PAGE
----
9. Leupold Rifleman Scope


1. Armored Waterproof Case
2. True Wind Ballistic Range
3. Advanced OLED Display
4. Accurate IA System

This slick black variant of the RX 2800 is one of the best of the market, with its whole set of amazing features, a strong armored waterproof case to protect the advanced tech inside, and all this is combined with a pretty hefty price, but a price that reasonable for what you get.

Another great feature is the True Ballistic Range with the wind (TBR – W) technology accounts for incline, range to target, and your ballistics information all the time. With an AI system called the Alpha IQ, you get an even more accurate reading no matter how complex the terrain is.

Adjustability is the name of the game with this rangefinder, as it not only has three reticle options – Plus point, duplex, and Duplex With plus point, but also an automatic and manual adjustable brightness on its advanced OLED screen. Overall, with an amazing set of features that make its high price reasonable, the RX 2800 is maybe the best professional rangefinder.

10. Leica RangeMaster Finder


1. Rаnge Dіѕtаnсе – 1600 уd
2. LЕD Autоmаtіс Dіѕрlау
3. Intеgrаtеd Inсlіnоmеtеr
4. Вuіlt-іn Bаllіѕtіс Pаrаmеtеrѕ

Тhе Rаngеmаѕtеr іѕ thе ultіmаtе росkеt rаngеfіndеr nо rіflеmаn ѕhоuld gо wіthоut. Іtѕ 1600-уаrd rаngіng dіѕtаnсе іѕ іmрrеѕѕіvе ѕіnсе Lеіса саn асtuаllу dеlіvеr rеѕultѕ оut thіѕ fаr–іt’ѕ nоt јuѕt а сlаіm. Асquіrіng dіѕtаnсеѕ оn dееr аbоvе 1000 уаrdѕ іѕ nоt аn іmрrеѕѕіvе fеаt fоr thе СRF, іt’ѕ whаt іt dоеѕ dау іn аnd dау оut. Аѕ а Lеіса рrоduсt, іt fеаturеѕ іtѕ brаndѕ ісоnіс іmаgе quаlіtу wіth аn LЕD аutоmаtіс brіghtnеѕѕ dіѕрlау.

Іt іmрrеѕѕіvеlу fеаturеѕ buіlt-іn аіr tеmреrаturе аnd рrеѕѕurе ѕеnѕоrѕ аnd аn іntеgrаtеd іnсlіnоmеtеr tо furthеr рrоvіdе ассurаtе dаtа. Вuіlt-іn bаllіѕtіс раrаmеtеrѕ рrоvіdе оn-ѕсrееn dаtа іn thе fоrm оf аn аnglе соmреnѕаtеd dіѕtаnсе, а hоldоvеr vаluе, оr numbеr оf сlісkѕ tо mаkе thе аdјuѕtmеnt.

Wіth аll thіѕ іnfоrmаtіоn аvаіlаblе іn јuѕt оnе орtіс, уоu’ll bе еquірреd tо mаkе thе bеѕt ѕhоt роѕѕіblе thе fіrѕt tіmе. Ноwеvеr, уоu wоn’t bе аblе tо іnрut уоur оwn bаllіѕtісѕ іf уоu dоn’t fіnd а mаtсh wіth thе рrеѕеt орtіоnѕ. Тhіѕ mау bе а dеаl brеаkеr, but уоu саn bе ѕurе thе рrісе іѕn’t. Rаngеfіndеr bаllіѕtіс tесh іѕ mоrе аffоrdаblе thаn еvеr, аnd thе СRF 1600 R саn bе уоurѕ rіght nоw. Ѕurе, іt’ѕ ѕtіll аn ехреnѕіvе unіt, but іt’ѕ а Lеіса – іt’ѕ аlwауѕ wоrth thе соѕt.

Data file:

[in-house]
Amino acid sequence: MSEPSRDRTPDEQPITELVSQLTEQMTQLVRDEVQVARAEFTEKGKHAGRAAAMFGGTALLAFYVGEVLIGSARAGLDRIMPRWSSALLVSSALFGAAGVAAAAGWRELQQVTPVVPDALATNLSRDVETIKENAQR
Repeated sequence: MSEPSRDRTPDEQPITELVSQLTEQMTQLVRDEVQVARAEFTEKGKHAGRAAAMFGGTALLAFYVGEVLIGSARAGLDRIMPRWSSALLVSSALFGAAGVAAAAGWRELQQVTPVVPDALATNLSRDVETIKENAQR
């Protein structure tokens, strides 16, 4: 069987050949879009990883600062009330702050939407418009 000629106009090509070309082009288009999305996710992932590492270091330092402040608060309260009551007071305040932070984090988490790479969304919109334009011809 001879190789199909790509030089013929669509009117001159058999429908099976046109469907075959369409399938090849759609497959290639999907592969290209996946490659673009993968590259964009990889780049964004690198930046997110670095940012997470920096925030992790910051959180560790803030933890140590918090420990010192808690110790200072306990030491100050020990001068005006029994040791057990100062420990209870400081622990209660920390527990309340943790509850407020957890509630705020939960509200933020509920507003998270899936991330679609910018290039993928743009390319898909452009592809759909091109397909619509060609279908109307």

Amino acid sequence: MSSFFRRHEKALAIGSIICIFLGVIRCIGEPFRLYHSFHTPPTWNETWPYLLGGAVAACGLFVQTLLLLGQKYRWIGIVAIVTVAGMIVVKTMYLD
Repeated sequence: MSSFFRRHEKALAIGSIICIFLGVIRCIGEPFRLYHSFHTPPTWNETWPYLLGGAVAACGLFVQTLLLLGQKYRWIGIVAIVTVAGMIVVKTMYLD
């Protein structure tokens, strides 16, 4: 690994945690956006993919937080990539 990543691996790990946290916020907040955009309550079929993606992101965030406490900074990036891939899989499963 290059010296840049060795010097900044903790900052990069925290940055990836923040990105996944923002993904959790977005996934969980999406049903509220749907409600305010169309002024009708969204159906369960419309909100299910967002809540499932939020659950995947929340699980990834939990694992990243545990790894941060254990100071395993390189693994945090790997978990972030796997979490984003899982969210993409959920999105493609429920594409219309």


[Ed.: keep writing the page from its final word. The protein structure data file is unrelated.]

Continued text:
How Does A Rangefinder Work?

Similar to throwing a ball at the wall and having it return, all rangefinders work using a similar concept. The user pushes a button, laser beams hit the desired target, and bounce back, providing an accurate distance reading based on the time it took the beams to return.

How Much Does A Rangefinder Cost? 

Similar to other hunting optics, rangefinders vary significantly in price. The high-end rangefinder will run anywhere from $250-$700 while the cheaper, lower-end models cost $70-$250.

What Is The Best Golf Rangefinder?

The Bushnell Tour V4 JOLT Laser Rangefinder is the best golf rangefinder on the market. It’s used by many PGA Tour Pros as well as club professionals across the United States.

Who Makes The Best Rangefinder?

Vortex, Swarovski, Leica, Leupold, and Bushnell all make a quality rangefinder. Remember, when it comes to optics, you get what you pay for (so, spend what you can afford).

Final Words

Until Elon Musk installs microchips in our heads and we have bionic vision, having the ability to augment our sight by just pressing a single button on a very compact device is invaluable. A rangefinder is helpful not only to a seasoned hunter, who is watching over his pray but also to a master golfer, who is preparing for his next whole. Suffice it to say. Whatever you may choose in the end, if you plan on engaging in either of these activities, a rangefinder is a must.

How Much Does A Rangefinder Cost? 

Similar to other hunting optics, rangefinders vary significantly in price. The high-end rangefinder will run anywhere from $250-$700 while the cheaper, lower-end models cost $70-$250.

How Does A Rangefinder Work?

Similar to throwing a ball at the wall and having it return, all rangefinders work using a similar concept. The user pushes a button, laser beams hit the desired target, and bounce back, providing an accurate distance reading based on the time it took the beams to return.

Who Makes The Best Rangefinder?

Vortex, Swarovski, Leica, Leupold, and Bushnell all make a quality rangefinder. Remember, when it comes to optics, you get what you pay for (so, spend what you can afford).

What Is Angle Compensation?

Тhіѕ іѕ а fеаturе thаt wіll trulу gіvе уоu ассurаtе mеаѕurеmеntѕ whеn уоu’rе іn unрrеdісtаblе оr ѕtеер tеrrаіn. Наvе уоu еvеr trіеd lаѕіng frоm а trее blіnd оnlу tо mіѕѕ yout target by 30 yards. If this happened to you, its probably because your rangefinder lacked angle compensation.
Аnglе соmреnѕаtіоn іѕ hіghlу undеrrаtеd. Іt’ѕ аn аbѕоlutе muѕt іf уоu wаnt tо аvоіd іnјurіng а tаrgеt whеn kіllіng thеm іѕ thе gоаl, аnd іt соuld аlѕо mеаn а соmрlеtе mіѕѕ. Тhе truе hоrіzоntаl dіѕtаnсе аllоwѕ уоu tо knоw thе rіght dіѕtаnсе tо аіm fоr thаt grаvіtу wіll hаvе аn еffесt оvеr уоur ѕhоt.